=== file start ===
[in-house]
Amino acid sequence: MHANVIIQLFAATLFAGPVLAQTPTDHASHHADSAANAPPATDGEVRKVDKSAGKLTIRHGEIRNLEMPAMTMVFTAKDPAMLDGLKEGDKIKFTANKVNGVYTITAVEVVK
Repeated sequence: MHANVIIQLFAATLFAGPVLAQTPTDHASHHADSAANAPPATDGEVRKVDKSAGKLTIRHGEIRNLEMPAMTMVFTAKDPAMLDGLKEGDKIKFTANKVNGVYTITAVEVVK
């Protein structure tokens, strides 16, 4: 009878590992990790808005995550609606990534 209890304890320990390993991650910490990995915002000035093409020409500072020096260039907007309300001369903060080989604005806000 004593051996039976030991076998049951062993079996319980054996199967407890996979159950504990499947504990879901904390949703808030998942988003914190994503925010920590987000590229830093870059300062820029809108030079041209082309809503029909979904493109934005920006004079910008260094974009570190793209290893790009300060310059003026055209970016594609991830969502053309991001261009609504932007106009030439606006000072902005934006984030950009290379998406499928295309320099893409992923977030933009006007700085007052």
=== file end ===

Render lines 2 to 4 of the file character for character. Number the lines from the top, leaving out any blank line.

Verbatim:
Amino acid sequence: MHANVIIQLFAATLFAGPVLAQTPTDHASHHADSAANAPPATDGEVRKVDKSAGKLTIRHGEIRNLEMPAMTMVFTAKDPAMLDGLKEGDKIKFTANKVNGVYTITAVEVVK
Repeated sequence: MHANVIIQLFAATLFAGPVLAQTPTDHASHHADSAANAPPATDGEVRKVDKSAGKLTIRHGEIRNLEMPAMTMVFTAKDPAMLDGLKEGDKIKFTANKVNGVYTITAVEVVK
């Protein structure tokens, strides 16, 4: 009878590992990790808005995550609606990534 209890304890320990390993991650910490990995915002000035093409020409500072020096260039907007309300001369903060080989604005806000 004593051996039976030991076998049951062993079996319980054996199967407890996979159950504990499947504990879901904390949703808030998942988003914190994503925010920590987000590229830093870059300062820029809108030079041209082309809503029909979904493109934005920006004079910008260094974009570190793209290893790009300060310059003026055209970016594609991830969502053309991001261009609504932007106009030439606006000072902005934006984030950009290379998406499928295309320099893409992923977030933009006007700085007052």